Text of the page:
I’m a registered architect and a research specialist in Pacific architecture. In Semester 1, 2022 I’ve been studio year coordinator and design tutor for ARCHDES 200 and guest lecturer for ARCHHTC 341 Worlds of Architecture. In Semester 2, 2022, I will be course coordinator for ARCHHTC 700 Pacific Architecture with my colleague Lama Tone and course coordinator for ARCHPRM 305 Professional Studies 1 Project Management, with my colleague Lynda Simmons.
I work as a senior architect at Guymer Bailey Architects (GBA) in Brisbane where I recently worked on the expansion of the second largest correction facility to be built in Queensland. There is a benefit to maintaining that connection. Through GBA I’ll also be collaborating with the University of Auckland as GBA’s project team lead of the new Tauranga Moana Courthouse. Through this industry research engagement, I’ll conduct creative and action-based research about the codesign processes with mana whenua as well as the design translation of cultural narratives. We’re also looking at design methodologies to enable therapeutic spaces within an institutional facility.
What’s special about the project?
A key project aspiration is to design an innovative courthouse that enables restorative justice and therapeutic jurisprudence. Of historical note, is the partnership with mana whenua from the very beginning of the project alongside the community service providers, the judiciary, the legal profession, court staff and other court users.
What could Pacific architecture bring to the table with regard to housing shortages?The basis of all Pacific architecture is vā, which is about the relational space between people. To help understand why certain housing types don’t suit all Pacific communities, you need to understand the relationships between Pacific people and then how spaces can support those sociospatial behaviours. Architects who work in this space need to have a good listening ear coupled with customised co-design processes, participant-based research methods, and genuinely learn the cultural ideas of the communities they work with.
The real question is why housing in Aotearoa costs so much. I see the unfortunate contrast between my highly educated friends who are still renting in Auckland and myself who rents out two properties in Australia. A key barrier to housing Pacific communities in healthy thriving homes is a socioeconomic issue as much as it about understanding cultural values and aspirations.
My namesake is Auckland Girls Grammar School headmistress and feminist Charmaine Pountney. This came about through Tongan custom.
Is apartment living an anathema to the Pacific way of life, Pākehā included?
Vā, the relational space between people, supersedes the tangible and physical space. Rather, as my masters research ‘Persistence of the Fale Tonga’ demonstrated, this vā can generate and adapt domestic spaces to suit the occasion. For example, a living room can host a funeral service and a bedroom can store koloa, textile gifts. But I would say it depends on the vā of its occupants and whether the apartment’s design aligns with that vā. A West End inner-city Brisbane apartment for my young Pacific family suited us well, as it meant I could lessen my commute home after work and spend more time with my family in the evenings to tauhi vā or nurture our vā. Being by the Brisbane River meant we maintained a strong connection to water, which is inherently important to our family’s well-being. Our apartment’s rooftop pool and barbeque area became a place to host extended family and friends in our Pacific way and remain connected to our community. When we hosted family functions, mats were laid on the floor of our balcony to enable us to host a lively gathering at our two-bedroom apartment.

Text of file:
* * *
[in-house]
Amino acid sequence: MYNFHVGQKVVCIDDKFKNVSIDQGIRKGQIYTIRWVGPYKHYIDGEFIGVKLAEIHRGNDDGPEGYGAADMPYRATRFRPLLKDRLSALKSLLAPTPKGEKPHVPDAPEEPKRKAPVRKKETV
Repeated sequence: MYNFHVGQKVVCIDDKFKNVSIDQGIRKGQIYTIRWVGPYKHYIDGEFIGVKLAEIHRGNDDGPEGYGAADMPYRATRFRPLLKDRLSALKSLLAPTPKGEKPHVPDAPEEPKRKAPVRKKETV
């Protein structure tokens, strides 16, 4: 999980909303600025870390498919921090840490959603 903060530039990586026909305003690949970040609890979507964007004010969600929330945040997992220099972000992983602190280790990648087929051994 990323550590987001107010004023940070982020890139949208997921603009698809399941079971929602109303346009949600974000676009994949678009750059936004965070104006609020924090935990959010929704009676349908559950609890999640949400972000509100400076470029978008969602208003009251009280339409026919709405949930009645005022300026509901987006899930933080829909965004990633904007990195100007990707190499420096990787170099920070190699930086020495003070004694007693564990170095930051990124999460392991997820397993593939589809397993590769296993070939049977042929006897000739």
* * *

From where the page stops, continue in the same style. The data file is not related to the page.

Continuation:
Who are your architectural influences?
It’s ideas that have influenced me most. The postcolonial writings of Epeli Hau‘ofa influenced my outlook as a masters research student and empowered my ideas of Tongan self-determination through its architecture. Critical regionalism - an approach in architecture - has always inspired me because it is the concern I face as a Tongan architect. It’s how Tongan architecture transforms under the pressure of modernity and globalisation but remains rooted in Tongan culture. This very idea aligns with the late Queen Salote’s ambitions for Tonga: to embrace change, but in the Tongan way. I am also motivated by transformative design which seeks to support human well-being and enhance the experiences of spaces, which inevitably intersects with the tenets of sustainability in architecture.
How can you inspire Pacific students into architecture?
Telling one’s own story is a great way to inspire people. Lama Tone and I are staff representatives of the School’s Outreach for the School of Architecture and Planning. We hope to share our stories and the achievements of our Pacific architectural students at schools, churches, youth centres and through media. I didn’t know the term ‘architecture’ until my late high-school years, so explaining what it is early on could help foster the awareness of the industry and help not only Pacific students but all students choose the right subjects and pathway into the university degree.
If you were to design one thing that left your mark on Aotearoa New Zealand, what would it be?
That’s a hard question because I work across building typologies and scales, but I think one day I would like to design my parents’ church in Ōtara.
What’s your favourite thing to do in your downtime?
Be with my family.
Best piece of advice to give your 21-year-old self?
Be your best and true self - always and fearlessly.
Extended version of Q and A as told to UniNews in May 2022.